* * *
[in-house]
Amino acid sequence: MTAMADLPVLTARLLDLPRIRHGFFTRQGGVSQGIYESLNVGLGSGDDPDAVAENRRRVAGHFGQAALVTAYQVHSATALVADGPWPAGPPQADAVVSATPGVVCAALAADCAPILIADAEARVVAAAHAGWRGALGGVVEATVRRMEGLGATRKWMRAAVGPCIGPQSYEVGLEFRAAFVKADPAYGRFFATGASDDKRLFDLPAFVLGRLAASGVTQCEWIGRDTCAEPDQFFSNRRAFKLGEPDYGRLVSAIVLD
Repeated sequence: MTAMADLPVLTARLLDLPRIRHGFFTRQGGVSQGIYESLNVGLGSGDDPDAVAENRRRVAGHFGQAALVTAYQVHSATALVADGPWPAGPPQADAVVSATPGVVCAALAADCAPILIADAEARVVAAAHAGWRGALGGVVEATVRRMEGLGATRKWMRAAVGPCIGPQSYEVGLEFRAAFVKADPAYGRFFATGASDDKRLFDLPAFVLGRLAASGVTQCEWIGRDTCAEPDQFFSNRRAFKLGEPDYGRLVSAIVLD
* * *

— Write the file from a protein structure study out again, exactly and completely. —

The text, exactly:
[in-house]
Amino acid sequence: MTAMADLPVLTARLLDLPRIRHGFFTRQGGVSQGIYESLNVGLGSGDDPDAVAENRRRVAGHFGQAALVTAYQVHSATALVADGPWPAGPPQADAVVSATPGVVCAALAADCAPILIADAEARVVAAAHAGWRGALGGVVEATVRRMEGLGATRKWMRAAVGPCIGPQSYEVGLEFRAAFVKADPAYGRFFATGASDDKRLFDLPAFVLGRLAASGVTQCEWIGRDTCAEPDQFFSNRRAFKLGEPDYGRLVSAIVLD
Repeated sequence: MTAMADLPVLTARLLDLPRIRHGFFTRQGGVSQGIYESLNVGLGSGDDPDAVAENRRRVAGHFGQAALVTAYQVHSATALVADGPWPAGPPQADAVVSATPGVVCAALAADCAPILIADAEARVVAAAHAGWRGALGGVVEATVRRMEGLGATRKWMRAAVGPCIGPQSYEVGLEFRAAFVKADPAYGRFFATGASDDKRLFDLPAFVLGRLAASGVTQCEWIGRDTCAEPDQFFSNRRAFKLGEPDYGRLVSAIVLD